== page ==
Four Facts to Illuminate Bipolar Disorder

Depression, Anxiety, Bipolar Disorder, Manic Depression

You’ve likely heard the term “bipolar disorder,” but how much do you really know about it?

The intense symptoms of bipolar disorder can make it an easy target for stigmatization. What individuals may not realize is that with treatment, many with bipolar disorder—including singer Mariah Carey, actor Mel Gibson and TV host Jane Pauley—can enjoy fulfilling, productive lives.

Here are four facts that can help demystify what, for many people, remains a mysterious illness:

1. Bipolar disorder is varied and episodic. Mood episodes lasting days or weeks are the condition’s defining features. They are periods when individuals feel extremely “high” (manic episodes) or “low” (depressive episodes). In times of mania, people with bipolar disorder can feel as if life is in overdrive—they may have lots of energy, think and talk quickly, and feel jumpy. Periods of depression can bring intense fatigue, altered sleep patterns and feelings of worthlessness or hopelessness. Some people experience features of both mania and depression at the same time, and others have hypomanic episodes—less severe forms of mania.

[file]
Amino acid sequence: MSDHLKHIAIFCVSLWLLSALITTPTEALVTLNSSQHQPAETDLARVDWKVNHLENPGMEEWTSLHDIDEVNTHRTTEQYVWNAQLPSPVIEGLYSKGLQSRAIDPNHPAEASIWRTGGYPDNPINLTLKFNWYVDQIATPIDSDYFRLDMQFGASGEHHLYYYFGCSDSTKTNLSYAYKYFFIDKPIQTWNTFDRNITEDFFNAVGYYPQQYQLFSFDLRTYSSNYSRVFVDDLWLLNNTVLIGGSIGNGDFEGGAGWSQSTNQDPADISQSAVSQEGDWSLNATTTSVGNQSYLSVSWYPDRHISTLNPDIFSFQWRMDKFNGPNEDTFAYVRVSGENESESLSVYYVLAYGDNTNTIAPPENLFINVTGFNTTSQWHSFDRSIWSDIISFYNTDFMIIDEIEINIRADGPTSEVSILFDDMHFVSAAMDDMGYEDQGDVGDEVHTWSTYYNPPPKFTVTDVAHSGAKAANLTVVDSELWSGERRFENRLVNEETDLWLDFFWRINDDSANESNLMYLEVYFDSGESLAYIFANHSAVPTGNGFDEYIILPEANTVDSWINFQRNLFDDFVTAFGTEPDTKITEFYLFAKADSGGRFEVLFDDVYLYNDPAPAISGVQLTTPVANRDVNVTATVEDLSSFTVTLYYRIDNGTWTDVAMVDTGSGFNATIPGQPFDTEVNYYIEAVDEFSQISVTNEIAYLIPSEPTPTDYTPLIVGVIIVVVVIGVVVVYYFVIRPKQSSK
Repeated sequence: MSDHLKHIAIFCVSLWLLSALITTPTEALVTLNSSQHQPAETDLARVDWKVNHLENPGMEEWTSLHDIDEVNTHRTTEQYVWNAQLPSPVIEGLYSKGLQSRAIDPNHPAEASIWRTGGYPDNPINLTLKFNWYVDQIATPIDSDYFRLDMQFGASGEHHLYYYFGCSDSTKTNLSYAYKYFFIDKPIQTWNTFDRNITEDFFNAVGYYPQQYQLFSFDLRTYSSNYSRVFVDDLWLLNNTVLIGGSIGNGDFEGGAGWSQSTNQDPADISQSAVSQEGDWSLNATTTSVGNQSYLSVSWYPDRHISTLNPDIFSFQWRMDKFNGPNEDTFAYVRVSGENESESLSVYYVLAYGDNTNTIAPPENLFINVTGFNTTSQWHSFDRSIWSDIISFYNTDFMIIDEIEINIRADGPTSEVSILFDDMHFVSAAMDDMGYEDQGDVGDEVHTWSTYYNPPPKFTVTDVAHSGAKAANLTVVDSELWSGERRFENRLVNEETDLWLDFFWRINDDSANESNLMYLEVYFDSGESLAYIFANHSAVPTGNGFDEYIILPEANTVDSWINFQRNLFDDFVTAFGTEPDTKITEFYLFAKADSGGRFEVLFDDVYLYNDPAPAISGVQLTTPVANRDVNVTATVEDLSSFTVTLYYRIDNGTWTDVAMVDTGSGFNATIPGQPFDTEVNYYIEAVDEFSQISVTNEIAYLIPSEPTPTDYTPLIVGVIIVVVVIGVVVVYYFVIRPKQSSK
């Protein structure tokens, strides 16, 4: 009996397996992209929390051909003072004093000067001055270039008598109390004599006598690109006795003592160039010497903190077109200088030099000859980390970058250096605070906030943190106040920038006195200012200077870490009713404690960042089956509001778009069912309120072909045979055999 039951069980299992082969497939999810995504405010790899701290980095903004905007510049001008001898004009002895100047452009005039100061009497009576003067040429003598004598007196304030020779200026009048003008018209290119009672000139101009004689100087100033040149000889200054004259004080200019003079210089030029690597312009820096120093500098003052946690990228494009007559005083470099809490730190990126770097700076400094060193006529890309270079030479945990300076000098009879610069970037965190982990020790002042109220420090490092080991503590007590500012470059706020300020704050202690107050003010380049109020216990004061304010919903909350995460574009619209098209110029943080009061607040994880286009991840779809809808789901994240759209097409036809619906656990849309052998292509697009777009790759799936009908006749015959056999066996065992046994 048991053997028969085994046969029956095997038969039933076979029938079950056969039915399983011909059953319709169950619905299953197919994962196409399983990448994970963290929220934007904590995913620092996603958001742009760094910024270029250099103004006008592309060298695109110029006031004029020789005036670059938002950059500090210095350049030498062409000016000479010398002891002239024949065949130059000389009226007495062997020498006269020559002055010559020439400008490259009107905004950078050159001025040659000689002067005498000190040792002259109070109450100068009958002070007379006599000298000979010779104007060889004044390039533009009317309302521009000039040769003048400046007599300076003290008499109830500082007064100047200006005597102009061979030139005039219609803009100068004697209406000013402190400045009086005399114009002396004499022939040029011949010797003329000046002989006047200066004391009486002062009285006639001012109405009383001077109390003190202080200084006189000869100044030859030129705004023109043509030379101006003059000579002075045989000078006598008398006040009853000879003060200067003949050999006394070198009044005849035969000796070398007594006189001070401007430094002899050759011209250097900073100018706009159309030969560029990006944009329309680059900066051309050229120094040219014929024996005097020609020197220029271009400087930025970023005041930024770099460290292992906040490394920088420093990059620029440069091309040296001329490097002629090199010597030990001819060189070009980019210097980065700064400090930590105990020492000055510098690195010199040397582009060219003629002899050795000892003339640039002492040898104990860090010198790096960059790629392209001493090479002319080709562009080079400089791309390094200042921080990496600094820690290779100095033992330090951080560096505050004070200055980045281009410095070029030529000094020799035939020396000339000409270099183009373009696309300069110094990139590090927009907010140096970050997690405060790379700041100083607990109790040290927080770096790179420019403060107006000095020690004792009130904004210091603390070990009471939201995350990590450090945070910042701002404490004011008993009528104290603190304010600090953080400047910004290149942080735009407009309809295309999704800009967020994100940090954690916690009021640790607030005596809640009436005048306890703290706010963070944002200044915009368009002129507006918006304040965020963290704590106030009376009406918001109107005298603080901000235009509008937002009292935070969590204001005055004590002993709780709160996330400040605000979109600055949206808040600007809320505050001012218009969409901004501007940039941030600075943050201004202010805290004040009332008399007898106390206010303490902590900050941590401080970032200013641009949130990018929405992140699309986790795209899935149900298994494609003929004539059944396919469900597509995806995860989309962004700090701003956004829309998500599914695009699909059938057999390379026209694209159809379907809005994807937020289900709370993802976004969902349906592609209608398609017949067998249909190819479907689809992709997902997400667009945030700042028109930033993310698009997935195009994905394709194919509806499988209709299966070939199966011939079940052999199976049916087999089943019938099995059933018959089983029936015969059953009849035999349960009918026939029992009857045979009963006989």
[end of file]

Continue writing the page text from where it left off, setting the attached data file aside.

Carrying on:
2. A clear-cut cause remains elusive. Researchers speculate that a variety of factors, including brain structure and function, exposure to extreme stress, family history, and certain genes, may play a role in the development of bipolar disorder, but more work is needed to know for sure.

3. Bipolar disorder can hide in plain sight. That’s because its symptoms can mimic those of other diseases, especially depression and schizophrenia. A mental health professional can diagnose bipolar disorder and help rule out other conditions by talking with patients, conducting physical exams and ordering laboratory tests.

4. The sooner treatment begins, the better. Bipolar disorder often gets worse the longer it goes untreated, according to the National Alliance on Mental Illness. Although no cure exists, bipolar disorder is treatable. Medication, such as mood-stabilizing drugs, and talk therapy are two treatments that can help control it.

Sources: 

cbsnews.com, nami.org, nimh.nih.gov, nimh.nih.gov, psychiatry.org

 

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